International Journal of Clinical Research & Trials Volume 5 (2020), Article ID 5:IJCRT-142, 8 pages
Review Article
Effects of Stevia Rebaudiana on Glucose Homeostasis, Blood Pressure and Inflammation: A Critical Review of Past and Current Research Evidence

Justina Ray, Shweta Kumar, Daniel Laor, Naila Shereen, Felix Nwamaghinna, Alastair Thomson, Jessica Perez Perez, Lina Soni and Samy I. McFarlane*

Department of Medicine, Division of Endocrinology, SUNY-Downstate Health Science University, 450 Clarkson Avenue, Brooklyn, New York, USA
Prof. Samy I. McFarlane, Division of Endocrinology, Department of Internal Medicine, State University of New York, Downstate Medical Center, Brooklyn, New York,11203, USA, Tel: 718-270-6707, Fax: 718- 270-4488; E-mail:
28 November 2019; 20 January 2020; 22 January 2020
Ray J, Kumar S, Laor D, Shereen N, Nwamaghinna F, et al. (2020) Effects of Stevia Rebaudiana on Glucose Homeostasis, Blood Pressure and Inflammation: A Critical Review of Past and Current Research Evidence. Int J Clin Res Trials 5: 142. doi:


The prevalence of obesity and its related comorbidities continues to rise in the United States and worldwide. Insulin resistance, increased inflammation and oxidative stress are the major pathogenic mechanisms involved in obesity-associated co-morbid conditions. Major efforts to curb the rising tide of obesity, including lifestyle modifications, anti-obesity medications and surgical interventions have shown minimal success. Therefore, introducing new methods to combat obesity, diabetes and associated disorders are desperately needed. Stevia rebaudiana, a natural, non-caloric sweetener has generated a lot of interest in the scientific community due to its effects on glucose homeostasis, blood pressure and inflammation, all known consequences of obesity. In this review we assess the effects of Stevia on these parameters in humans as well as in animal models, highlighting its potential role as an effective intervention for the major cardiovascular risk factors associated with obesity.

1. Introduction

The pandemic of obesity continues to represent a major public health challenge in the United States and around the world, leading to increased rates of diabetes, hypertension, cardiovascular disease, obstructive sleep apnea and cancer, among other complications [1-8]. From 1960-2014, the prevalence of obesity in the U.S. increased from 11% to 35% in men, and from 16% to 40% in women, [9] and the prevalence of diabetes mellitus increased along with it, rising from 1% to 7% of the U.S. population. Today, 30.2 million people (12.2% of the U.S.) have diabetes mellitus, and 84.1 million (33.9% of the U.S.) have pre-diabetes [10]. Over the past decades, artificial (nonnutritive) sweeteners have increased in popularity as a promising way to decrease caloric intake when used to replace sucrose (table sugar). Use of artificial sweeteners may enable consumption of up to 380 fewer calories per day [11]. Currently available artificial sweeteners, such as aspartame, saccharin, sucralose and acesulfame have possible drawbacks, including a purported association with cancer, negative taste profile, increased risk of metabolic syndrome and obesity, alteration of gut microbiota, neurotransmitter impairment and negative pregnancy outcomes [12-18].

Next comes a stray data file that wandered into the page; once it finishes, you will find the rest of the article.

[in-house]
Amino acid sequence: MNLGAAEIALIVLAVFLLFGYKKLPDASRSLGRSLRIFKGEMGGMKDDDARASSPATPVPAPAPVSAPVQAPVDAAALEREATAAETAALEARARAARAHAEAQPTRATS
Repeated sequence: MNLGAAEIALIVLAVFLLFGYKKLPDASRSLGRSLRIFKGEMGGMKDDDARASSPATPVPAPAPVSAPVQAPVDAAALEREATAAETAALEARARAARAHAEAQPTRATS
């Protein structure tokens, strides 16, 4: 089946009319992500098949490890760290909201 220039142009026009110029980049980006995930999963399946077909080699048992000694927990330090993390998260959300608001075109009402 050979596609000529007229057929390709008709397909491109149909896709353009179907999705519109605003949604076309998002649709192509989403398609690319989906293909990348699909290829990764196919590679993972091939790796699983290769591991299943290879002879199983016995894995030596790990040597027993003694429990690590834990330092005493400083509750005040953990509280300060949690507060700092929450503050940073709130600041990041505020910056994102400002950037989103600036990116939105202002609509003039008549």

Due to the possible side effects of artificial sweeteners, steviol glycosides (Stevia) have gained popularity as a natural alternative to sweeteners. Stevia rebaudiana Bertoni is a perennial shrub in the asteraceae family, native to southern Brazil and northern Paraguay. The plant’s leaves contain diterpene steviol glycosides, the most abundant of which are stevioside and rebaudiosides A and C, which are 250-300 times sweeter than sucrose, [11,14,16,19-24] enabling their use as a potent sweetener. Commercial stevia mixtures are composed of roughly 80% stevioside, 8% rebaudioside A and 0.6% rebaudioside C. Upon consumption of stevia, the steviol glycosides are hydrolyzed to aglycone steviol in the colon by human intestinal microflora, specifically those from the bacteroidaceae family [25,26]. Some free steviol is excreted in feces, while some is absorbed into the bloodstream and metabolized by the liver into steviol glucuronide, which is excreted in urine [26,27].